We had an absolutely wonderful holiday in South Africa during July and a bit of August. We had quite a busy program visiting and reuniting with friends and family far and wide. We spent time in Johannesburg, in Pretoria, and went on safari in the wild Bushveld near Bella Bella. We flew to George in the Eastern Cape to be with Nanda’s godmother and her family. Then on our return from George we flew directly to Durban where we spent a week with my mother at a beach resort in Umhlanga. The boys loved the swimming pool and although it was winter in South Africa it was still 22C almost every day.
On our return from the resort, I had the opportunity to preach at my old congregation who were celebrating 80 years of witness. It was really wonderful to see my old flock and how the “bairns” that I baptised, have grown - some even taller than me now! We travelled to the Western Transvaal, where my family absolutely spoiled us and finally, on the last week, we celebrated my father in law’s 70th birthday in a game reserve. It was magic and we all had a fabulous week before returning home to Scotland.
I must say it was wonderful to return to our own house. The boys have been discovering and appreciating all their toys again as if they were new! Work has quickly resumed and I am starting to find my way again through the parishes, visiting, counselling and teaching. But it is also the time to think about the year ahead and my hopes for the Parish.
After I read Isaiah chapter 43:1-3a at a recent thanksgiving service, it dawned upon me what God is saying to us living here in Scotland. The passage was actually given to the people of Israel as a prophecy of hope for their future.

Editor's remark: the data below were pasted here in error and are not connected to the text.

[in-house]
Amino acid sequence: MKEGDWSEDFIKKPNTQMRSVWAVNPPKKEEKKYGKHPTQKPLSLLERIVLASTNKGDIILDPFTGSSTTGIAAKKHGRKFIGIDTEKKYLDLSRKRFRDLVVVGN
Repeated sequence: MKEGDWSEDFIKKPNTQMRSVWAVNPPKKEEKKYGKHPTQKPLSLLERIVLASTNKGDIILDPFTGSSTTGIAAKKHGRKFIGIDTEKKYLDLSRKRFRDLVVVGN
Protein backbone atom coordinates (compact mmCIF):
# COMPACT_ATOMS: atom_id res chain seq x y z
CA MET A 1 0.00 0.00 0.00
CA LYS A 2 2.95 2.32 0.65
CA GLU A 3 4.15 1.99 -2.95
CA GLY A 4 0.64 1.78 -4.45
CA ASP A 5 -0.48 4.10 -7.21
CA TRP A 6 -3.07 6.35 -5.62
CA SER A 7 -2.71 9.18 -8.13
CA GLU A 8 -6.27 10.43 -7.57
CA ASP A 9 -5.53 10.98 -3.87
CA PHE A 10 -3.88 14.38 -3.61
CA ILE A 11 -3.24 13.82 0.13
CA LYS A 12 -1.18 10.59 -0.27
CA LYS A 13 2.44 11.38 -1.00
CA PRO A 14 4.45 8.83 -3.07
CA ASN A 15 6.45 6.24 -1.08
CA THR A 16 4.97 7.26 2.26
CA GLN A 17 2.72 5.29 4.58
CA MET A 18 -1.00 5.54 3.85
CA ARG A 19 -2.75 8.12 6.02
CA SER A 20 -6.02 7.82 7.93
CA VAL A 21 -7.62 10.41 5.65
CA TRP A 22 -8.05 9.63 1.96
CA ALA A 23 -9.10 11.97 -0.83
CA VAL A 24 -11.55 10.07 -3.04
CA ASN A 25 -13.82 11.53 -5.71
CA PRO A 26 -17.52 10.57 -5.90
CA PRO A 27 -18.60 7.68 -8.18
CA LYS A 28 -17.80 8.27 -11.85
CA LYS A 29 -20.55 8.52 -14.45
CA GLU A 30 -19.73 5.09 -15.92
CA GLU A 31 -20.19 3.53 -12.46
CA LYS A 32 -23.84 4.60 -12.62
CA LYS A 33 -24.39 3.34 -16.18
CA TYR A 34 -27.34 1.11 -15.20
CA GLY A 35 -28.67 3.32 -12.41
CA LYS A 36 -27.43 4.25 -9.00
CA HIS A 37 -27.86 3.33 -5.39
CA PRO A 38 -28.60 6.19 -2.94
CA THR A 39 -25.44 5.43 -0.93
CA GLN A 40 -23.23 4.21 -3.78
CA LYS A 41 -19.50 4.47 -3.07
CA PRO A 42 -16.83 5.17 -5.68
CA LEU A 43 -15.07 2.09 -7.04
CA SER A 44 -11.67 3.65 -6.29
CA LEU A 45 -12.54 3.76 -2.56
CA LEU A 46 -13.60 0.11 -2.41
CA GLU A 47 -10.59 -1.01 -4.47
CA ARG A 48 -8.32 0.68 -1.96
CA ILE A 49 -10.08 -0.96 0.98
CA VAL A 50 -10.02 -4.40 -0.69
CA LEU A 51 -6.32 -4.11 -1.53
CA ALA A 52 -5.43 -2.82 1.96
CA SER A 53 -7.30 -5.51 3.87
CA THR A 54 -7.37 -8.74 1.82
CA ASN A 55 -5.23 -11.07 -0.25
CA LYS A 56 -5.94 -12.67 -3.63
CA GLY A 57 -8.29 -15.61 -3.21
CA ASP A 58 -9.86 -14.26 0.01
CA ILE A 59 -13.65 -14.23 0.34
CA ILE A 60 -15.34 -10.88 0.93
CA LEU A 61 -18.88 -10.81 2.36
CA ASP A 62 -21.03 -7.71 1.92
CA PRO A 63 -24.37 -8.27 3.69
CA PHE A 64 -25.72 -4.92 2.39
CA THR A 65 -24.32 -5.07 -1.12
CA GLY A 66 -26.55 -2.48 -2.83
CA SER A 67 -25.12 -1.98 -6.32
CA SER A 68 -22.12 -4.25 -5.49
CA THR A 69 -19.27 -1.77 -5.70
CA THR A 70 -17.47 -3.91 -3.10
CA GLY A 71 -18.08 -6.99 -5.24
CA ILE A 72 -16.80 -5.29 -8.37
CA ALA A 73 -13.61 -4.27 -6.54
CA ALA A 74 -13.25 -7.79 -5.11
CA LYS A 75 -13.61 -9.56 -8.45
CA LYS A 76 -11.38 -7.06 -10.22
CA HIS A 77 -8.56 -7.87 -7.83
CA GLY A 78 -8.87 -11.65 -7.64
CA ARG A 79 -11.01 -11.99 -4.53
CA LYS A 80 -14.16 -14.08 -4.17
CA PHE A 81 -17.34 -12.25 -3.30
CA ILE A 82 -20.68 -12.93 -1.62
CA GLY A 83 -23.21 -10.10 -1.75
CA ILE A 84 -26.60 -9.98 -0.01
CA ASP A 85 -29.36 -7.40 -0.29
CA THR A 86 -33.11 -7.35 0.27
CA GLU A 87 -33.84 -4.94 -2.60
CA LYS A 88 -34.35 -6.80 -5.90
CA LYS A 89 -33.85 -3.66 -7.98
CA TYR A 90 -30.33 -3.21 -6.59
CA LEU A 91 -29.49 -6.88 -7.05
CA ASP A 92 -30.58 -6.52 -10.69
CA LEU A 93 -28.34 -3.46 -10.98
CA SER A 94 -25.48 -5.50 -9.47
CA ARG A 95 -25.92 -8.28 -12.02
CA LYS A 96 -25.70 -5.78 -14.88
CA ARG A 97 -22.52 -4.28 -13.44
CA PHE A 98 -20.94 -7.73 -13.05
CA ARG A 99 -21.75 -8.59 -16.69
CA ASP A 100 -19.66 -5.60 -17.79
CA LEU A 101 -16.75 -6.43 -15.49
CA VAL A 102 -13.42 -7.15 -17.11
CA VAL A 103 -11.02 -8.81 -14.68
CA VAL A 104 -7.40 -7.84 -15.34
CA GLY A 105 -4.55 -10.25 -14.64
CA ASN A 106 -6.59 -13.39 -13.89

At that point in time, the people of Israel were finding themselves in bother. They were exiles in a foreign country because they had chosen not to listen to God. The Lord God was merciful but full of justice, eventually allowing the Babylonians to break down the holy city of Jerusalem and take the Israelites to Babylon, today’s Iraq.
Once in exile, they realised what they had done to God, felt sorry, and confessed their sins. So, in chapter 43, Isaiah tells them to have renewed hope. God had called them by their names - meaning He knew them personally; He would be with them whatever befell them on their journey home to their own country; He listened to their prayers and would come to their rescue.
God also rescues us. God sees that we are all condemned and exiled sinners and without His help will never see His kingdom. So He saved us all through the life, death, resurrection and ascension of Jesus Christ. Everyone who has faith will indeed experience the rescue operation of God in their lives.
And maybe this is what we need to hope for in this new session; for God to rescue us in all those moments we fall into sin; when we feel anxious and alone; when we are ill; and when life just gets too much. We need God to rescue us daily through His Holy Spirit when we lose focus and start worshipping the “other gods” of modern living. As a congregation, we need God’s rescue when we worship an institution, traditions and culture more than we worship Him as the Almighty God.
So my hope is that everyone in this Parish will experience the mighty and loving hand of God in the coming session just like Israel did a long time ago.
All my blessings,